Since Mr. Jenkins raises the ‘global warming has stopped’ claim, 2008 was the ninth warmest year on record since 1880 and the 10 warmest years on record have occurred between 1997-2008.

Moreover right now we are in a cool phase of both the 11-year sunspot cycle and also the cool phase of the powerful oceanic El Nino cycle so it’s not surprising that the last few years haven’t broken all-time records. The sunspot and El Nino cycles will turn around and warm again. Meanwhile CO2 and other greenhouse gases continue to grow unabated.

Mr. Jenkins seems strangely unaware that the warming of the 20th century has coincided with 20th century increases in CO2. Also the current rate of CO2 and other greenhouse gases increases are extraordinarily unprecedented during the last 2000 years of human civilization (see figure below), which is no doubt the most important period to consider for modern society.

I called attention to Mr. Jenkins use of “contribution” because it is a peculiar word to use to describe something that is wholly due to human activities, unless you want to leave the door open in reader’s minds that natural emissions are playing a significant role in the observed increases. Skeptics try to confuse the public about this by saying that since natural fluxes of CO2 from the ocean and biosphere are larger than human emissions, our emissions can’t be significant. But these fluxes have been tightly in balance over the last few thousand years as seen from ice core data for example (below). More importantly, Mr. Jenkins still doesn’t fully acknowledge this fact about the cause of today’s CO2 rise.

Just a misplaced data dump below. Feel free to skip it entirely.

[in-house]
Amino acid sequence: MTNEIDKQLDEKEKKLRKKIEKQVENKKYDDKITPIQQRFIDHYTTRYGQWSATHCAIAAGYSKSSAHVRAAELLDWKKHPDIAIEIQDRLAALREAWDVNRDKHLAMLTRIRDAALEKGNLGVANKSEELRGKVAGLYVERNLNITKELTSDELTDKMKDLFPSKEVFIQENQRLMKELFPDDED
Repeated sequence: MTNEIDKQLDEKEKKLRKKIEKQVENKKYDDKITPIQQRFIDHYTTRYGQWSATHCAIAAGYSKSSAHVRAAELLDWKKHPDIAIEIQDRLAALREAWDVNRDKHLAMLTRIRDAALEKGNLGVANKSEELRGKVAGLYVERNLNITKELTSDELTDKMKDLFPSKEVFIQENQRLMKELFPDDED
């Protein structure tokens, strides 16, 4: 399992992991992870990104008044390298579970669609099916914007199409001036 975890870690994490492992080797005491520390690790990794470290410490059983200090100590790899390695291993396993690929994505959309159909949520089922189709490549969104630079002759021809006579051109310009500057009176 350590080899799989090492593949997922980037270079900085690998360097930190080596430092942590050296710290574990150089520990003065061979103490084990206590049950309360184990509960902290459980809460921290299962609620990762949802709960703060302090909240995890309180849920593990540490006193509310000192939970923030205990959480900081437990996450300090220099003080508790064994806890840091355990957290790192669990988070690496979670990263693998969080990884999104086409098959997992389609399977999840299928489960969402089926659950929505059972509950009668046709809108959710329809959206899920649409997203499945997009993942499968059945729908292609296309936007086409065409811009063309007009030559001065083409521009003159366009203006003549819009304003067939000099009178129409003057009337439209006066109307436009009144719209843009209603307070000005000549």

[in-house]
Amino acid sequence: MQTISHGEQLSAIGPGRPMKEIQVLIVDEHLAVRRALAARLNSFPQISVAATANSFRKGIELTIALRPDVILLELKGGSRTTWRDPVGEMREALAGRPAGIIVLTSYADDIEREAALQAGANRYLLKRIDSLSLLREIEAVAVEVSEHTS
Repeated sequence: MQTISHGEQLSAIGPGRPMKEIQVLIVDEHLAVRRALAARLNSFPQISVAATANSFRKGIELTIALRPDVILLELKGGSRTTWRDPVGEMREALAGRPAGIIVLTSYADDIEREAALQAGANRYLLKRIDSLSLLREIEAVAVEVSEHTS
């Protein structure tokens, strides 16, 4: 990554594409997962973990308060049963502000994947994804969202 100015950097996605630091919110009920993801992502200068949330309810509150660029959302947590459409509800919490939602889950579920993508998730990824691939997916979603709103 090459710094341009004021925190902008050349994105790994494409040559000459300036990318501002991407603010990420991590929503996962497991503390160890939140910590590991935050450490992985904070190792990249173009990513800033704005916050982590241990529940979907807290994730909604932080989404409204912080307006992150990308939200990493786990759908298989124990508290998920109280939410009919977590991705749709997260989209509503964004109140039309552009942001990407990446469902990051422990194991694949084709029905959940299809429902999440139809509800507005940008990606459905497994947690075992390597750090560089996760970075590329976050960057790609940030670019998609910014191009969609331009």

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Thank you for the follow-up. Given that most rational humans will do their best to neutralize a perceived threat – real or imaginary – it is irrational for the skeptics and disbelievers to continue to deny the high probability that we are responsible for global warming. It’s just not a sane approach so it’s obvious that the naysayers have an agenda. Money! Not simply their own income but money to fill the coffers of the vested interests (oil, coal, shale, lumber, etc.) that profit by continuing to pump CO2 into the atmosphere no matter what the cost to the planet or the vast majority of its inhabitants.
Yes, it will cost money to control CO2 emissions but not nearly as much money as it will take to build seawalls around all the nations on earth. Further, investments in clean energy will offset some of those costs and prevent many other toxins from polluting the earth.